Before the civil war, two competing pipelines put forward by Qatar and Iran aimed to transport gas to Europe through Syria.
Qatar’s plans were first put forward in 2009 and involved building a pipeline from the Persian Gulf via Saudi Arabia, Jordan, Syria and Turkey.
The gas field located 3000 metres below the floor of the Persian Gulf is the largest natural gas field in the world. Qatar owns about two-thirds of the resource but can’t capitalise on it fully because it relies on tankers to deliver it to other countries and this makes its gas more expensive than Russia’s.
It was hoped the pipeline would provide cheaper access to Europe but Syrian President Bashar al Assad refused to give permission for the pipeline to go through his territory. Some believe Russia pressured him to reject the pipeline to safeguard its own business.
In the meantime Iran, which owns the other smaller, share of the Persian Gulf gas field, decided to lodge its own rival plan for a $10 billion pipeline to Europe via Iraq and Syria and then under the Mediterranean Sea.
These plans apparently had Russia’s blessing, possibly because it could exert more influence over Iran, which, unlike Qatar, did not host a US air base.
Assad signed off on the Iran plan in 2012 and it was due to be completed in 2016 but it was ultimately delayed because of the Arab Spring and the civil war.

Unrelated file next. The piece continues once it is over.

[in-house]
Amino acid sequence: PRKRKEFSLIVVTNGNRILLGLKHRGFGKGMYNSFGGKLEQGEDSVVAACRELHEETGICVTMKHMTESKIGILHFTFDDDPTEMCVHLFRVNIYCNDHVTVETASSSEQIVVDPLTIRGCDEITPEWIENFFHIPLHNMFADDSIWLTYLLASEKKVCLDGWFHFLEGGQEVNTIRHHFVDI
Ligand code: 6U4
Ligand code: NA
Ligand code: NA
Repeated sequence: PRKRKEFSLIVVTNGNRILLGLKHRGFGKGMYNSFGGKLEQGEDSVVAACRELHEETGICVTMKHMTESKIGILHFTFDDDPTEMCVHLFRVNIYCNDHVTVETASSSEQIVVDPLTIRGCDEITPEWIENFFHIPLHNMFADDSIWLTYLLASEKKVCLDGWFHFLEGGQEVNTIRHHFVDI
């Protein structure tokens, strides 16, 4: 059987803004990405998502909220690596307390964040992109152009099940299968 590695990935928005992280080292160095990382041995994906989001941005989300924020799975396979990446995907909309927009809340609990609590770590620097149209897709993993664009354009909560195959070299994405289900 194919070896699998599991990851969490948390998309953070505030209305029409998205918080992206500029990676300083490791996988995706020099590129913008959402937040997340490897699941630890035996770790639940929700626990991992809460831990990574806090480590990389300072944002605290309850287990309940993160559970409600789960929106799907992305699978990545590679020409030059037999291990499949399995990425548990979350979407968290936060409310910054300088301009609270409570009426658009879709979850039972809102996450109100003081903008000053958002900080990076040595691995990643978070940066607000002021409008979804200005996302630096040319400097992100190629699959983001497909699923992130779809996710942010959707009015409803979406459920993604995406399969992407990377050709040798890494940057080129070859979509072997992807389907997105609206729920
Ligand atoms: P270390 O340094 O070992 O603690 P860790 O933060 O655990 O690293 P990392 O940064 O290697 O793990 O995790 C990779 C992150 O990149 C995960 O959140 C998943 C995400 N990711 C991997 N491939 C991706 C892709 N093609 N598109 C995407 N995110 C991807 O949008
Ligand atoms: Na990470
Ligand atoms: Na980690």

Many countries supporting or opposing the war against Assad have links to these pipeline plans.
Failed pipeline bidder Qatar is believed to have funded anti-Assad rebel groups by $3 billion between 2011 and 2013. Saudi Arabia has also been accused of funding the terrorist group.
The Saudis have given some $25 million to the Clinton Foundation. Saudi billionaire Mohammed Al-Amoudi, an ethnic Somali whose fingers have been all over the financing of various jihadist groups, has given another $10 million.
It was in 2011 that American foreign policy began engaging in the Syrian situation, and by 2012 we were actively fomenting a civil war in that country by supplying and training Sunni groups there with allegiances clearly contrary to traditional U.S. interests in that region. Many had Al-Qaeda affiliations, and some ultimately joined with ISIS. Which is why occasionally reports will surface of ISIS being found to possess American military hardware not solely coming from having been surrendered by the Iraqi Army.
It was in 2012 when the massacre of four Americans in Benghazi took place. Reports continue to surface to the tune that the U.S. government was funneling weapons to Syrian rebels out of Benghazi and that this played a part in the attack on a diplomatic facility and a CIA compound on the night of September 11 of that year.
Given who our “allies” in Syria have been and the questionable relationship to American national interest an involvement in a Syrian civil war constitutes, Assange’s accusations can’t be completely dismissed.
Did the Qataris and Saudis pay for American foreign policy in Syria? That hasn’t been proven. But neither has our policy been effectively explained, and with a cloud of suspicion that the Clinton Foundation served as a vehicle for the monetization of American foreign policy pay-for-play style during Hillary’s tenure at State, those seven- and eight-figure donations to the Foundation begin to take on an intriguing, if frightening, character.